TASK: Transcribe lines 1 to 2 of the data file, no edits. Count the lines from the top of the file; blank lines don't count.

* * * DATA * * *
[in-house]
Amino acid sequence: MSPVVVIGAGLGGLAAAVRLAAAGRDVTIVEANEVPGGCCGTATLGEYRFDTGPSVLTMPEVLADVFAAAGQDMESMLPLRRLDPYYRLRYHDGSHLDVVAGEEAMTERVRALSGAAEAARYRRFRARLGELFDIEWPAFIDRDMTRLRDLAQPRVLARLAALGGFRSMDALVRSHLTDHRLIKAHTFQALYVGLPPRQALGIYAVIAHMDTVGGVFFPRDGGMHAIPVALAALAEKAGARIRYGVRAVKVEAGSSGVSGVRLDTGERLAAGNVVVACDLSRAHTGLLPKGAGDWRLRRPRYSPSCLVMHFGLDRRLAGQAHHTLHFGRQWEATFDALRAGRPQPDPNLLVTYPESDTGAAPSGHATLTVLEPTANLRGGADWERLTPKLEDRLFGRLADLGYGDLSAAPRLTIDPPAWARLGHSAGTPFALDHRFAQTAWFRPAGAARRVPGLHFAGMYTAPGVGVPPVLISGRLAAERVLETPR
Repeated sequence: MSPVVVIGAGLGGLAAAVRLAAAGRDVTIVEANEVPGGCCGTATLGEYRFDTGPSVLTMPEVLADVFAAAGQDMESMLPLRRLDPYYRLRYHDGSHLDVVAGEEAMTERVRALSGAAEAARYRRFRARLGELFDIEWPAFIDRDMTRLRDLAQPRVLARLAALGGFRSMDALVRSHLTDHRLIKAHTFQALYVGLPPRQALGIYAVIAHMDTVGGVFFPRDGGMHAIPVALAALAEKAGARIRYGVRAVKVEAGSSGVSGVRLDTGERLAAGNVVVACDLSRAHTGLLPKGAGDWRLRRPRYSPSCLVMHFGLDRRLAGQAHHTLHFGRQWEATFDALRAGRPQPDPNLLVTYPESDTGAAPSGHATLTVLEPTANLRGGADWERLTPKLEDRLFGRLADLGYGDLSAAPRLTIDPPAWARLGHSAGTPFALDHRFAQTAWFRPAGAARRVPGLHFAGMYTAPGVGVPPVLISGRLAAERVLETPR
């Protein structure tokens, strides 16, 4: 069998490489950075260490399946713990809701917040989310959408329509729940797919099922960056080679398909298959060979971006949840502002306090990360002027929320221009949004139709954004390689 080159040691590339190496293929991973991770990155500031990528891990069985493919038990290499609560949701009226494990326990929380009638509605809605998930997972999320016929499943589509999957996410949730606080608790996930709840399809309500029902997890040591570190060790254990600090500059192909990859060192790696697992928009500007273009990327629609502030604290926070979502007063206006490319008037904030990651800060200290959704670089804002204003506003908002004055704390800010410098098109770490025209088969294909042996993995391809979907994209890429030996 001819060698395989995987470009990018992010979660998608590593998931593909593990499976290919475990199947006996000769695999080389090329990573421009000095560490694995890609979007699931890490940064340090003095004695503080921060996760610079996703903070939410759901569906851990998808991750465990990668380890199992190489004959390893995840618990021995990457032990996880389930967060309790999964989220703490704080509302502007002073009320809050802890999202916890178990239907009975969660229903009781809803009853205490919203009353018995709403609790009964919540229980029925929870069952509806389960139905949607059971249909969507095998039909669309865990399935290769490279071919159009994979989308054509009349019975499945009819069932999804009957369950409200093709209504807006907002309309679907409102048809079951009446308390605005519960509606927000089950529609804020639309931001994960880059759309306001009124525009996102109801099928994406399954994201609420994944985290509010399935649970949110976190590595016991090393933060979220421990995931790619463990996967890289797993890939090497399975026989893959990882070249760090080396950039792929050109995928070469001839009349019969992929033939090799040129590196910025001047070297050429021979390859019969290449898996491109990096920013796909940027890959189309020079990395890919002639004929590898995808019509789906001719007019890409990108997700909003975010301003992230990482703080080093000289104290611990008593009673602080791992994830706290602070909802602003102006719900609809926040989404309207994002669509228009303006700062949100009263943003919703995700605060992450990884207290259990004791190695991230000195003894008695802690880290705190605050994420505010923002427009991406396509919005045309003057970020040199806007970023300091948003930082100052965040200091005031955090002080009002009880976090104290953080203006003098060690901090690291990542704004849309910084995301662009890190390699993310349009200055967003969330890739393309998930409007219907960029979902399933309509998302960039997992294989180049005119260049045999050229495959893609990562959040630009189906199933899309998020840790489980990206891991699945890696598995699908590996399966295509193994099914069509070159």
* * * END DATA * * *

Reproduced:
[in-house]
Amino acid sequence: MSPVVVIGAGLGGLAAAVRLAAAGRDVTIVEANEVPGGCCGTATLGEYRFDTGPSVLTMPEVLADVFAAAGQDMESMLPLRRLDPYYRLRYHDGSHLDVVAGEEAMTERVRALSGAAEAARYRRFRARLGELFDIEWPAFIDRDMTRLRDLAQPRVLARLAALGGFRSMDALVRSHLTDHRLIKAHTFQALYVGLPPRQALGIYAVIAHMDTVGGVFFPRDGGMHAIPVALAALAEKAGARIRYGVRAVKVEAGSSGVSGVRLDTGERLAAGNVVVACDLSRAHTGLLPKGAGDWRLRRPRYSPSCLVMHFGLDRRLAGQAHHTLHFGRQWEATFDALRAGRPQPDPNLLVTYPESDTGAAPSGHATLTVLEPTANLRGGADWERLTPKLEDRLFGRLADLGYGDLSAAPRLTIDPPAWARLGHSAGTPFALDHRFAQTAWFRPAGAARRVPGLHFAGMYTAPGVGVPPVLISGRLAAERVLETPR